Loading in 5 sec....

Penalized Regression, Part 2PowerPoint Presentation

Penalized Regression, Part 2

- 102 Views
- Uploaded on

Download Presentation
## PowerPoint Slideshow about ' Penalized Regression, Part 2' - vincent-bernard

**An Image/Link below is provided (as is) to download presentation**

Download Policy: Content on the Website is provided to you AS IS for your information and personal use and may not be sold / licensed / shared on other websites without getting consent from its author.While downloading, if for some reason you are not able to download a presentation, the publisher may have deleted the file from their server.

- - - - - - - - - - - - - - - - - - - - - - - - - - E N D - - - - - - - - - - - - - - - - - - - - - - - - - -

Presentation Transcript

Penalized Regression

Recall in penalized regression, we re-write our loss function to include not only the squared error loss but a penalty term

Our goal then becomes to minimize our a loss function (i.e. SS)

In the regression setting we can write M(q ) in terms of our regression parameters b as follows

The penalty function takes the form

Ridge Regression

Last class we discussed ridge regression as an alternative to OLS when covariates are collinear

Ridge regression can reduce the variability and improve accuracy of a regression model

However, there is not a means of variable selection in ridge regression

Ideally we want to be able to reduce the variability in a model but also be able to select which variables are most strongly associated with our outcome

The Lasso versus Ridge Regression

In ridge regression, the new function is

Consider instead the estimator which minimizes

The only change is to the penalty function and while the change is subtle, is has a big impact on our regression estimator

The Lasso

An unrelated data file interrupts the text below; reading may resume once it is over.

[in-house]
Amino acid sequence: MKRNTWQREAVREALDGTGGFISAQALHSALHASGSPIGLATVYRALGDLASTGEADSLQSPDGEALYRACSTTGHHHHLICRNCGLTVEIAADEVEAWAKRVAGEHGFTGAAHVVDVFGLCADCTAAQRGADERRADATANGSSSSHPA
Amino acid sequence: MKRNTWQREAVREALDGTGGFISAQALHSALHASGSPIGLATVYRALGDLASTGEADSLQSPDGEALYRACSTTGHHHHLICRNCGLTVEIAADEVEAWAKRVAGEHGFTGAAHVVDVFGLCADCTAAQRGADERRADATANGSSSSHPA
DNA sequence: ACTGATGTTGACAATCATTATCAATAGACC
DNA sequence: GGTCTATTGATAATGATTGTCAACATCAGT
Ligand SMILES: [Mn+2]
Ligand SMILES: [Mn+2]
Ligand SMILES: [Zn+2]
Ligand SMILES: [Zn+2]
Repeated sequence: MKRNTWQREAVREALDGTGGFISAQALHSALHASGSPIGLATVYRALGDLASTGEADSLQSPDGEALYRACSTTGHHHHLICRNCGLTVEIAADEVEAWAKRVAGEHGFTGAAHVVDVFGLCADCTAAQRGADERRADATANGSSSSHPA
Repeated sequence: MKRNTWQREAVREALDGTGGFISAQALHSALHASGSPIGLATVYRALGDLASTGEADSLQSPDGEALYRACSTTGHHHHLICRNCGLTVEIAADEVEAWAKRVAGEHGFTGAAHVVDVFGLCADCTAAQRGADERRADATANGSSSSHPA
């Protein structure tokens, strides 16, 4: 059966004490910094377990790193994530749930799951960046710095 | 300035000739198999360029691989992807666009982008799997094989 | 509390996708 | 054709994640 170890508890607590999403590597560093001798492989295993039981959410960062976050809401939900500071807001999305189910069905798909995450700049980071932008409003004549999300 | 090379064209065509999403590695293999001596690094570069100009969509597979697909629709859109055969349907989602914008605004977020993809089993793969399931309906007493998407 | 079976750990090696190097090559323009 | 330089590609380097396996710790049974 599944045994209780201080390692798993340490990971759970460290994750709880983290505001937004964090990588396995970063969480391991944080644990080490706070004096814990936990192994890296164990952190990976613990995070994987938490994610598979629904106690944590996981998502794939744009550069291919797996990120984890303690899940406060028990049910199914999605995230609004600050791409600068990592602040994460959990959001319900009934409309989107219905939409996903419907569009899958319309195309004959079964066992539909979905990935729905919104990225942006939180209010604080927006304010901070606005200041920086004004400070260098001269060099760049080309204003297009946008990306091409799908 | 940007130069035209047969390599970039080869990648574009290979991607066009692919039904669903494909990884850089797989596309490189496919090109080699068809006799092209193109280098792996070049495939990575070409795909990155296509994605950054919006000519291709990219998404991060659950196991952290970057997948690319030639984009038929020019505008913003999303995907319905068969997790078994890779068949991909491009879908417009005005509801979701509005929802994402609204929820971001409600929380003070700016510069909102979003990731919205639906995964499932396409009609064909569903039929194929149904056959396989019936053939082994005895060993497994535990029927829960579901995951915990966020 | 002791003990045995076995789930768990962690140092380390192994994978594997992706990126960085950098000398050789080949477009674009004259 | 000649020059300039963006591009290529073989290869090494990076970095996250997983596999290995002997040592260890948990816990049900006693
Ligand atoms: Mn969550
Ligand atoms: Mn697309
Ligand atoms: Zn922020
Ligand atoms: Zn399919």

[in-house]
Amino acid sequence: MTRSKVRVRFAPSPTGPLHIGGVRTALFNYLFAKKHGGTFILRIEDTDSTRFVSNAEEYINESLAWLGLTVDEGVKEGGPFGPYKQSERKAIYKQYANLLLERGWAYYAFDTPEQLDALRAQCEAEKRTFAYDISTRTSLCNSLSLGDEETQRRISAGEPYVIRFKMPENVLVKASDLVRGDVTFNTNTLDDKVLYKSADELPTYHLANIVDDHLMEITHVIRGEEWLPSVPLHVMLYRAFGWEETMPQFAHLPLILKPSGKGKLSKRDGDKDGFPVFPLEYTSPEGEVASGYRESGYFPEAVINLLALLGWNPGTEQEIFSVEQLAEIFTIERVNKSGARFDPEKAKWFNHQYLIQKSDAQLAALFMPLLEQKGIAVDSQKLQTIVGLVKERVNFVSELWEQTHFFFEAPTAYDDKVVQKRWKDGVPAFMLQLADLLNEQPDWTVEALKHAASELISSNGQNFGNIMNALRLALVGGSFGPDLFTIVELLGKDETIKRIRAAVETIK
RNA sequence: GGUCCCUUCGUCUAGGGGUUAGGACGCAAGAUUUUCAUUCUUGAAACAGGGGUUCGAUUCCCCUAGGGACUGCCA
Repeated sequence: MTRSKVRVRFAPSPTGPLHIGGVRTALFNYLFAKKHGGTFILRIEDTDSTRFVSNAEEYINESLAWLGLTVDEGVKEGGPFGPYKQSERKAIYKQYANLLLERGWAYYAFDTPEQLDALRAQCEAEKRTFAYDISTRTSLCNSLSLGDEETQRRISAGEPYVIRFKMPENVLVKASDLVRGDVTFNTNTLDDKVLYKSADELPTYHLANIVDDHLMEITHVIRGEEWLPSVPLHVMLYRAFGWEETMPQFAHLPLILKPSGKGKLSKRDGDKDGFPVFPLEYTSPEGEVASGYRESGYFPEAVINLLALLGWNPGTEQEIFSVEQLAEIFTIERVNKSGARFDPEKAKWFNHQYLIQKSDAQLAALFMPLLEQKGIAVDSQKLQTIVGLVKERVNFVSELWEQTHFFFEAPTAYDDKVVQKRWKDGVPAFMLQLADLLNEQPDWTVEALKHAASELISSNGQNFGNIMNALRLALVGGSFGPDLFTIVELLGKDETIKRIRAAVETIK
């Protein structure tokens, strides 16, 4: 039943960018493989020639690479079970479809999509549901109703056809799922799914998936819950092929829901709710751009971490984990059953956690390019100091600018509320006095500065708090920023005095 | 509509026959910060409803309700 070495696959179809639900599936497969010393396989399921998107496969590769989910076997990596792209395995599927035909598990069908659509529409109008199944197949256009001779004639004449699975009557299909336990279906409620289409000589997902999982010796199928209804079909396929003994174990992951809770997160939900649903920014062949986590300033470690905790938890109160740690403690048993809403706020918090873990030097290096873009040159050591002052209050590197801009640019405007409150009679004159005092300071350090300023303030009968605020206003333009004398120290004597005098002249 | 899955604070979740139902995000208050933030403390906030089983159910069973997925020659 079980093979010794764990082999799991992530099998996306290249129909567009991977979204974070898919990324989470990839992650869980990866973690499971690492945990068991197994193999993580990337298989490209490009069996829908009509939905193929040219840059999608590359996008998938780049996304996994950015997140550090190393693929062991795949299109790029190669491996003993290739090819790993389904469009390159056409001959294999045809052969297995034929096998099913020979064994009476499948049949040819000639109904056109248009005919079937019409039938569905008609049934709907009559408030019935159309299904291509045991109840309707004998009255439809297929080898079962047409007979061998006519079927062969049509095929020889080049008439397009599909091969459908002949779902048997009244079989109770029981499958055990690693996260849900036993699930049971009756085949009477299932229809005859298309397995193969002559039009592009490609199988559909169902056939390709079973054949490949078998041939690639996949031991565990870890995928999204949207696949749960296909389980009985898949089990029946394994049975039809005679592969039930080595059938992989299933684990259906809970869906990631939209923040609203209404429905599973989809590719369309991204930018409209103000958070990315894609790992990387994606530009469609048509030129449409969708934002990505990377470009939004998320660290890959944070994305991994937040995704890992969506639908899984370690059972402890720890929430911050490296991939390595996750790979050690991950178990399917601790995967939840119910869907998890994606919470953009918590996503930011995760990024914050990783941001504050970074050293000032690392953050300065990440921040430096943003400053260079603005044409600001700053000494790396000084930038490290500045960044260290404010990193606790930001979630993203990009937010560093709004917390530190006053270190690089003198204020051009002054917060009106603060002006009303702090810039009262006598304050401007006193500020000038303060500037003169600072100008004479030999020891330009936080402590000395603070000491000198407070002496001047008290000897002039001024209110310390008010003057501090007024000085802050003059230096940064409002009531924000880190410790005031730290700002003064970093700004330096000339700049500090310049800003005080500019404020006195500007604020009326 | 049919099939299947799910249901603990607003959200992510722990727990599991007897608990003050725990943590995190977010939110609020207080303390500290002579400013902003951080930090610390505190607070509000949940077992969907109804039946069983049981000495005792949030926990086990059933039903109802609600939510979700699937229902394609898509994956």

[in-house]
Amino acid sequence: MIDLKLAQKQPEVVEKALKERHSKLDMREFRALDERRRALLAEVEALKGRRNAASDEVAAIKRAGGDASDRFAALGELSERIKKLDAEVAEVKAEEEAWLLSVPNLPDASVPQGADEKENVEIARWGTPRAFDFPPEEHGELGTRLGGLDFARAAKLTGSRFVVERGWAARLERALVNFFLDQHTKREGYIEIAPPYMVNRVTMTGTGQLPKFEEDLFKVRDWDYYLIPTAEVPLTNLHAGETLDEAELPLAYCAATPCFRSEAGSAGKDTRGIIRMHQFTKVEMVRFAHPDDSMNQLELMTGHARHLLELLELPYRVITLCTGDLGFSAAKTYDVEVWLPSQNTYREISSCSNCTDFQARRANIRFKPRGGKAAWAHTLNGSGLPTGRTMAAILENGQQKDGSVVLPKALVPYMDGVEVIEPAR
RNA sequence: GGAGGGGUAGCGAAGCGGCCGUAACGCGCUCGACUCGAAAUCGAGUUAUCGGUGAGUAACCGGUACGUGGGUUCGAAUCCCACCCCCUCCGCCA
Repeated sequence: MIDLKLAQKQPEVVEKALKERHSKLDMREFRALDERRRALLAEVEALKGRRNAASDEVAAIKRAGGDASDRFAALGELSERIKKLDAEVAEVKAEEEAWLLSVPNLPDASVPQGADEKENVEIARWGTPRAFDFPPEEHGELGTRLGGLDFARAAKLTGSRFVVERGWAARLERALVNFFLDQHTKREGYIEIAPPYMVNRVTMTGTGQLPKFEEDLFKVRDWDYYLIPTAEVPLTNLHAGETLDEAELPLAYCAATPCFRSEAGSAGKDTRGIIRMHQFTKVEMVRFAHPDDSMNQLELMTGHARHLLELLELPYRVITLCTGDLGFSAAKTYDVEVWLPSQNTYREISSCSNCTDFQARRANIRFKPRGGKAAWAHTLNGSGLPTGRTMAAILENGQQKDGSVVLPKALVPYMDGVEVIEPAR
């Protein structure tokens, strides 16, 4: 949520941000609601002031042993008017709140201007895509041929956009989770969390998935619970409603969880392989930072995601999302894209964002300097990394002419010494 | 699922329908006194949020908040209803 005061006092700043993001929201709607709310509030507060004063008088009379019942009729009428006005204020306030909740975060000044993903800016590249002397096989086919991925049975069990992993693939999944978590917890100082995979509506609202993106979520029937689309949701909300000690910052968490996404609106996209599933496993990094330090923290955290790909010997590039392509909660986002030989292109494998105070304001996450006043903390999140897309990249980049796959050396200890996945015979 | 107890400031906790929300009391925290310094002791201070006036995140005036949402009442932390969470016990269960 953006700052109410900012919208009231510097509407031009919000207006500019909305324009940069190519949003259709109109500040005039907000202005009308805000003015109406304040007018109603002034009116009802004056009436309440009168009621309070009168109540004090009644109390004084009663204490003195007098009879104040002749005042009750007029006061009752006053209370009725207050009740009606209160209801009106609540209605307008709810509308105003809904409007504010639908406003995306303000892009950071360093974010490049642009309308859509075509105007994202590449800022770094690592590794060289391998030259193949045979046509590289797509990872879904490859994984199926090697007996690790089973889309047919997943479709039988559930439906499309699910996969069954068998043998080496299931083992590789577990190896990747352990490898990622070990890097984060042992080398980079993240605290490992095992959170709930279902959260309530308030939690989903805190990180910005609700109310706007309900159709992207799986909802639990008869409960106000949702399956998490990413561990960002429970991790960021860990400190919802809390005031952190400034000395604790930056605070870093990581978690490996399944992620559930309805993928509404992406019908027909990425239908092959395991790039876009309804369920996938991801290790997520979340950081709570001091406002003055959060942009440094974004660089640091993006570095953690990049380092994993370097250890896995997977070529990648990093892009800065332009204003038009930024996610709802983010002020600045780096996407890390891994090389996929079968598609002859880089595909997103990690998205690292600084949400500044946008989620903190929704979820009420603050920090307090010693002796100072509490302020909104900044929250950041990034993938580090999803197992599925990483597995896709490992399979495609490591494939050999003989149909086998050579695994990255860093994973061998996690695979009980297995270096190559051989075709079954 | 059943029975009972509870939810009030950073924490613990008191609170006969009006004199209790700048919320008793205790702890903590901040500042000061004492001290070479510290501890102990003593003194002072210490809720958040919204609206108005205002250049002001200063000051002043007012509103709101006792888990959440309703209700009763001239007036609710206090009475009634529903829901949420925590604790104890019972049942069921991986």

The name lasso stands for “Least Absolute Shrinkage and Selection Operator”

Like ridge regression, penalizing the absolute values of the coefficients shrinks them towards zero

But in the lasso, some coefficients are shrunk completely to zero

Solutions where multiple coefficient estimates are identically zero are called sparse

Thus the penalty performs a continuous variable selection, hence the name

Geometry of Ridge versus Lasso2-dimensional case

Solid areas represent the constraint regions

The ellipses represent the contours of the least square error function

The Lasso

Because the lasso penalty has an absolute value operation, the objective function is not differentiable and therefore lacks a closed form

As a result, we must use optimization algorithms to find the minimum

Examples of these algorithms include

-Quadratic programming (limit ~100 predictors)

-Least Angle Regression/LAR (limit ~10,000 predictors)

Selection of l

Since lasso is not a linear estimator, we have no H matrix such that

Thus determining the degrees of freedom are more difficult to estimate

One means is to estimate the degrees of freedom based on the number of non-zero parameters in the model and then use AIC, BIC or Cp to select the best l

Alternatively (and often more preferred) we could select l via cross-validation

Forward Stagewise Selection

Alternative method for variable subset selection designed to handle correlated predictors

Iterative process that begins with all coefficients equal to zero and build regression function in successive small steps

Similar algorithm to forward selection in that predictors added successively to the model

However, it is much more cautious than forward stepwise model selection

-e.g. for a model with 10 possible predictors stepwise takes 10 steps at most, stagewise may take 5000+

Forward Stagewise Selection

Stagewise algorithm:

(1) Initialize model such that

(2) Find the predictor Xj1 that is most correlated with r and add it to the model (here )

(3) Update

-Note, h is a small constant controlling step-length

(4) Update

(5) Repeat steps 2 thru 4 until

Stagewise versus Lasso

Although the algorithms look entirely different, their results are very similar!

They will trace very similar paths for addition of predictors to the model

They both represent special cases of a method called least angle regression (LAR)

Least Angle Regression

LAR algorithm:

(1) Initialize model such that

Also initialize an empty “active set” A (subset of indices)

(2) Find the predictor that is most correlated with r where

; update the active set to include

(3) Move toward until some other covariate has the same correlation with r that does. Update the active set to include

(4) Update rand move along towards the joint OLS direction for the regression of r on until a third covariate

is as correlated with r as the first two predictors.Update the active set to include